Dumela from Botswana! Le Kae? (How’s it going?)

July 21, 2015 | Alex, DVM, WUSC, Botswana, Stepping Stones International

We’re well in to our adventure in Botswana and I can’t believe how quickly the time has gone by. It seems like just yesterday that we were leaving the Ottawa airport to begin the incredibly long journey to get here. The journey has definitely been worth it. There was definitely some time that we needed to get acclimated to the culture and customs in the country, and it hasn’t come without some bumps in the road, but it’s been an experience that we will undoubtly never forget.

The country has been able to provide us with some fantastic experiences. Pretty much every person that we’ve met here so far has been nothing but amazing to us, and it’s been much easier for us to acclimate to the country than I may have thought. Plus it helps that the malls in Gaborone have been able to provide us with nearly all the amenities that we would get back home. Of course this doesn’t come without some things that we desperately miss. For example, a stable internet connection, or not being stuffed into public transport like sardines in a can (seriously, whose idea was it to put the big white guy in the row with the least room?). Even with those things though, the people and the atmosphere that we have experienced here has more than made up for those incredibly insignificant shortcomings.

As far as work goes, we’ve been working at Stepping Stones International and I cannot say enough good things about the organization. It is an organization which works with the Batswana youth to empower themselves and to help them achieve success in whichever endeavors they choose. Currently I am working in the leadership office, which works with youth aged 15-26 to improve their leadership skills. Now I have said that I am currently working in the leadership office, and that is true. But one shock that I got when I first arrived at Stepping Stones was that I would not only be helping to support the people in the leadership department, but that I would be running the entire department for the majority of the time that I would be here. Obviously this caught me a little off guard, but the one thing that I’ve learned while being here is that you have to be able to roll with the punches and adapt to ever evolving situations.

All of us living in Mochudi (where Stepping Stones is located) have already made so many meaningful connections with the people that we have met here at Stepping Stones, connections that I truly hope that we will all be able to keep when we return. The people we have been working with have been some of the kindest and most welcoming people I have ever been around. Not once have we felt like we haven’t been an integral part of the organization or that the work we do goes unnoticed or unappreciated. Lisa, the director of Stepping Stones, has ensured that we have enough work so that we aren’t wanting to claw our own eyes out from sheer boredom – something that we greatly appreciate.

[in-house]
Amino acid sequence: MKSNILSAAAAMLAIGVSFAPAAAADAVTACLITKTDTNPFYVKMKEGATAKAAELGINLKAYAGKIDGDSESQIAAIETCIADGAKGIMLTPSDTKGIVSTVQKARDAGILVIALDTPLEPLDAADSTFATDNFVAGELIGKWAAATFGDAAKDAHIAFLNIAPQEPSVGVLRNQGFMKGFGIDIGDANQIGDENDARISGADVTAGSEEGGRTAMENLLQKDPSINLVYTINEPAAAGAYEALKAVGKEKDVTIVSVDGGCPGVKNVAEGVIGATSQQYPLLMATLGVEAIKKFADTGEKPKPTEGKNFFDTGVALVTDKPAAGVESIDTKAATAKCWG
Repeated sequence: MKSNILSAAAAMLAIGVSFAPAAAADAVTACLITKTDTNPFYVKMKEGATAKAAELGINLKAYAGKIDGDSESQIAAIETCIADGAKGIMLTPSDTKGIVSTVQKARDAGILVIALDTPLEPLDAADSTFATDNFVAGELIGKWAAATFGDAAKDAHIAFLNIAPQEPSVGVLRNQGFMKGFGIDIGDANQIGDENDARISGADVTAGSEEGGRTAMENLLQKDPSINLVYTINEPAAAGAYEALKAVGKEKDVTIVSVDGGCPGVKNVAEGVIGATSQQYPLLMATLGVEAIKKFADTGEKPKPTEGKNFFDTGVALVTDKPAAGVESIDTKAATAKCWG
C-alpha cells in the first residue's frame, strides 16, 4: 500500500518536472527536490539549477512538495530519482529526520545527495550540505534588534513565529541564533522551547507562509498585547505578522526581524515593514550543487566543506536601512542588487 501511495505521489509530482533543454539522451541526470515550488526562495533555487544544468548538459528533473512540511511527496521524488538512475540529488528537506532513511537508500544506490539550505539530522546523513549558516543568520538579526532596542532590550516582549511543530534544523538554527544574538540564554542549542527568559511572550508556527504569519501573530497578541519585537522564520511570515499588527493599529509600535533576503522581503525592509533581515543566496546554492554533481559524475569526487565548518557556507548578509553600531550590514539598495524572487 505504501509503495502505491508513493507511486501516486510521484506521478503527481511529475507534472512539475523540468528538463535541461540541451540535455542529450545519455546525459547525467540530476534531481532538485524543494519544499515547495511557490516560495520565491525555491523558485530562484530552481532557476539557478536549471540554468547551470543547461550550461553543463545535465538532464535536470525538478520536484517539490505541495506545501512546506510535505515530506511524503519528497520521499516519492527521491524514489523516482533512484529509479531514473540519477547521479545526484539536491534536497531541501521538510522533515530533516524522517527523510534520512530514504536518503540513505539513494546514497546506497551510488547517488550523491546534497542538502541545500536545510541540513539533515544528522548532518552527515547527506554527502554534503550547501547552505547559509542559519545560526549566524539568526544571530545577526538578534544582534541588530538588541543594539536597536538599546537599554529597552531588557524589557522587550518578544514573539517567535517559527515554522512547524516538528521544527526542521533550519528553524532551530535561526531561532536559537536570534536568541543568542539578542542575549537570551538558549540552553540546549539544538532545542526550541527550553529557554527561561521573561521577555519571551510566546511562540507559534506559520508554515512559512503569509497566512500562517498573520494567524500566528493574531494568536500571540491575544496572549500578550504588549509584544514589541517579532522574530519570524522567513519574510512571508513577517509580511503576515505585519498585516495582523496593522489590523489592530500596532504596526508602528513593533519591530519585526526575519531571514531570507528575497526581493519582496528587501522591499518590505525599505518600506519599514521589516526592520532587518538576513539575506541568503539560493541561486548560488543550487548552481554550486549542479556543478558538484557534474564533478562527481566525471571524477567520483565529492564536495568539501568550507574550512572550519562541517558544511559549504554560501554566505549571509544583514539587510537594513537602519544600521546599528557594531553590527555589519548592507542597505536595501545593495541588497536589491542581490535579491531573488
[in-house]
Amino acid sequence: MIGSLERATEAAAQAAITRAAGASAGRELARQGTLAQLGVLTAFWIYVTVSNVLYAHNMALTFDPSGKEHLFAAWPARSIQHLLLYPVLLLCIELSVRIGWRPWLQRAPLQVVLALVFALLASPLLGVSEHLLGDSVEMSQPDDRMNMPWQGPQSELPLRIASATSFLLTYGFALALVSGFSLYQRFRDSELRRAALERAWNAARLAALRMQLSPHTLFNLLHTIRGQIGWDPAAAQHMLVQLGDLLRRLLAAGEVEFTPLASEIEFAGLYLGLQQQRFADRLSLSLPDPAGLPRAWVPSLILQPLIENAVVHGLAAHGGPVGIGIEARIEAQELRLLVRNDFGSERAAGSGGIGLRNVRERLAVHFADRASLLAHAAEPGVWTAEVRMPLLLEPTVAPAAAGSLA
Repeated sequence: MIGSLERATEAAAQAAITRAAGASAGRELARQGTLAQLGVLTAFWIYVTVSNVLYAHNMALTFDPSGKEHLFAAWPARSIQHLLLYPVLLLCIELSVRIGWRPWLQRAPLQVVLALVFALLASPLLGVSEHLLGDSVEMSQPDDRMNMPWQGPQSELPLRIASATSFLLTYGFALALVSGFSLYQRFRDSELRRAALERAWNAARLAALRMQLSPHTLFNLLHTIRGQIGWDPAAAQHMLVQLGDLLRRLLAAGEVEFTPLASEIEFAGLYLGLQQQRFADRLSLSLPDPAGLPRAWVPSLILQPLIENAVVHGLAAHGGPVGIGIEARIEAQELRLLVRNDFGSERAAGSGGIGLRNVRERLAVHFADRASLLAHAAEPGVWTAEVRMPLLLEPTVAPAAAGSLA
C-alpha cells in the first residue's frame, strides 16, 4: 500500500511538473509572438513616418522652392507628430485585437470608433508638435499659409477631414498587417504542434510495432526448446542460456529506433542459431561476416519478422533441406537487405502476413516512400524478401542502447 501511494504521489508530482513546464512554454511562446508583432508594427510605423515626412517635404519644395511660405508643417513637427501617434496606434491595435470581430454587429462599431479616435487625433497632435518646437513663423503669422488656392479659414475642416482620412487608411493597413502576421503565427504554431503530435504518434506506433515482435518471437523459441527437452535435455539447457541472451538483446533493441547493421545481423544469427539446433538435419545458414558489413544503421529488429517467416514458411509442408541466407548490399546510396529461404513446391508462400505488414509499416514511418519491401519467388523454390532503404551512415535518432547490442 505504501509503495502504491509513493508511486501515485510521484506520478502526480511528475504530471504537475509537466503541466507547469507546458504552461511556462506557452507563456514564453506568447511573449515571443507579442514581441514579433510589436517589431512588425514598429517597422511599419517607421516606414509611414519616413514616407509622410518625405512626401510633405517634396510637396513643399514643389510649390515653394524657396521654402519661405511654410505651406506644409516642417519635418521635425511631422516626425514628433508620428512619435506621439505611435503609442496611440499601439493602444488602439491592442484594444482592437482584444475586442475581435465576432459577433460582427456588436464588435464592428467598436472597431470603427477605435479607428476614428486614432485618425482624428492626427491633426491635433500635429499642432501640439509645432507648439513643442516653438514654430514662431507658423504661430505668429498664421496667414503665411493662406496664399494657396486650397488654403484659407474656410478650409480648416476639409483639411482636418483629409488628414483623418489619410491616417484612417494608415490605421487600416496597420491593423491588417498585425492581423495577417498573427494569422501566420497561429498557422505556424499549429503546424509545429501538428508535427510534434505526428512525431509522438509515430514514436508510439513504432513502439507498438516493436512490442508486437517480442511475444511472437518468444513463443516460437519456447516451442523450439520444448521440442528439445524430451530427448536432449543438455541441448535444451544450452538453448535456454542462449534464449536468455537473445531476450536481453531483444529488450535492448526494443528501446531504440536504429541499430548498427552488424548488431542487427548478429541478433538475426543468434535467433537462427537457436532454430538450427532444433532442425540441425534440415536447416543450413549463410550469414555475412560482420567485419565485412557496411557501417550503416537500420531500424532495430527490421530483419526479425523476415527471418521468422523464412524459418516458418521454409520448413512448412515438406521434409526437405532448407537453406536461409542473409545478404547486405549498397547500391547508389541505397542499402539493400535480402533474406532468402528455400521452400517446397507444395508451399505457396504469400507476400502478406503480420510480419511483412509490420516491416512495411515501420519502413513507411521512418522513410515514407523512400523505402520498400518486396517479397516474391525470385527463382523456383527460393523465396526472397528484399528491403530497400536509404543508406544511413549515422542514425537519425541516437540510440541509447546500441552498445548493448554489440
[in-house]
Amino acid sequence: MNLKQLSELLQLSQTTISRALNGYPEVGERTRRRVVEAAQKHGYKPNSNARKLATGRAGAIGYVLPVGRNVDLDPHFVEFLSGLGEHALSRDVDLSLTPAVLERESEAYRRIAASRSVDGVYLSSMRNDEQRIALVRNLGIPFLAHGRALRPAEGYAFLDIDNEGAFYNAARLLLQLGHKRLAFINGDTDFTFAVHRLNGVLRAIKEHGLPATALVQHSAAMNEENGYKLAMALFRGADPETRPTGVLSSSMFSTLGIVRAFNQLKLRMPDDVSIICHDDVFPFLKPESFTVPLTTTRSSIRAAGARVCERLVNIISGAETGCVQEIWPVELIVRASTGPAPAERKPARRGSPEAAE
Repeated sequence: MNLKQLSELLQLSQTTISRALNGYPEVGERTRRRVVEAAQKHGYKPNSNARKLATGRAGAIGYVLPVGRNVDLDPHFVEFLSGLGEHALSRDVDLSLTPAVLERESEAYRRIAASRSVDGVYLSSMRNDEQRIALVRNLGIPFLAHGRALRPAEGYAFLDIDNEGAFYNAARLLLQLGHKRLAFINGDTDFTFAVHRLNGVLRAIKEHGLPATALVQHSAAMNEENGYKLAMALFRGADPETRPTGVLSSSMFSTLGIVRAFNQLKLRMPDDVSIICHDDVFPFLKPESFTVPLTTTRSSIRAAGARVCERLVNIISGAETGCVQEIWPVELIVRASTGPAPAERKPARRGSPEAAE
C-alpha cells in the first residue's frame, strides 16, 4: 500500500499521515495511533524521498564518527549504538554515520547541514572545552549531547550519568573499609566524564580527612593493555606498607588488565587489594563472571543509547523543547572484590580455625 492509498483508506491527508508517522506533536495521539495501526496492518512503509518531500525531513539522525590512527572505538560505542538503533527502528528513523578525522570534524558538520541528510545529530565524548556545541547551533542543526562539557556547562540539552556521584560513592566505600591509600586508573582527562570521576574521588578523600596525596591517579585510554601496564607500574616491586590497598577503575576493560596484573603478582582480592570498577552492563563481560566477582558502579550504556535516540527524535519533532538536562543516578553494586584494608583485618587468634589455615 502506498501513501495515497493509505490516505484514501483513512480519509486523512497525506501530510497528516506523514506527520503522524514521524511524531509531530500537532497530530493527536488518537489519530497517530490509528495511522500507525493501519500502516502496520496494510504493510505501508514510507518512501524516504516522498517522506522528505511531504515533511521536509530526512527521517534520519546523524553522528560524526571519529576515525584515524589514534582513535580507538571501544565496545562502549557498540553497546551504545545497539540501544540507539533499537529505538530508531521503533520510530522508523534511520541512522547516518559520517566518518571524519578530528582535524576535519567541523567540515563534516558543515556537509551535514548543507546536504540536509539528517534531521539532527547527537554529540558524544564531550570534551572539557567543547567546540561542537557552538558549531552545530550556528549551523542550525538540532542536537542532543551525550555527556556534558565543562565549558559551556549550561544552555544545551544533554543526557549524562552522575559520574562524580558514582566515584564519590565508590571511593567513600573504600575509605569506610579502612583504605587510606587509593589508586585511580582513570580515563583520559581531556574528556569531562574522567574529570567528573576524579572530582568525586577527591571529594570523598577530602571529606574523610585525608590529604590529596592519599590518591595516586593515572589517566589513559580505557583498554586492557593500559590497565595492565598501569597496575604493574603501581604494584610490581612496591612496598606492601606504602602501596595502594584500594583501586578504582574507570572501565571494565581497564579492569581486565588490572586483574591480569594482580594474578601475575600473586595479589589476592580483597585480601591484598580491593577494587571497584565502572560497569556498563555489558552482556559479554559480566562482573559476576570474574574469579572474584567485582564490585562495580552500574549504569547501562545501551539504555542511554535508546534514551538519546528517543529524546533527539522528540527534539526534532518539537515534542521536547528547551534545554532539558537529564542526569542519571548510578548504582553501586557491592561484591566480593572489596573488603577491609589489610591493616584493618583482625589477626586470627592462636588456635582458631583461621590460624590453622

The work that I have been doing has primarily been working with the leadership participants who in and of themselves have made my experience been truly exceptional so far. They’re all fantastic kids who have so much potential. Depending on their interests, I try to find workshops or training for them to develop skills they may need in order to succeed in the workplace and to help them find a job that they truly enjoy. It’s fantastic work and it has been most-likely one of (if not the) most rewarding experience of my life so far.

I still can’t really believe that this is something that I am actually doing. I tried to come in with as few expectations as possible and yet still things have caught me off guard. But I feel that’s just par for the course for this kind of trip. I hope to be posting again within the next couple of weeks for those who are interested in seeing exactly what we get up to next. Until then, everyone stay safe and don’t get in to too much trouble while I’m gone!

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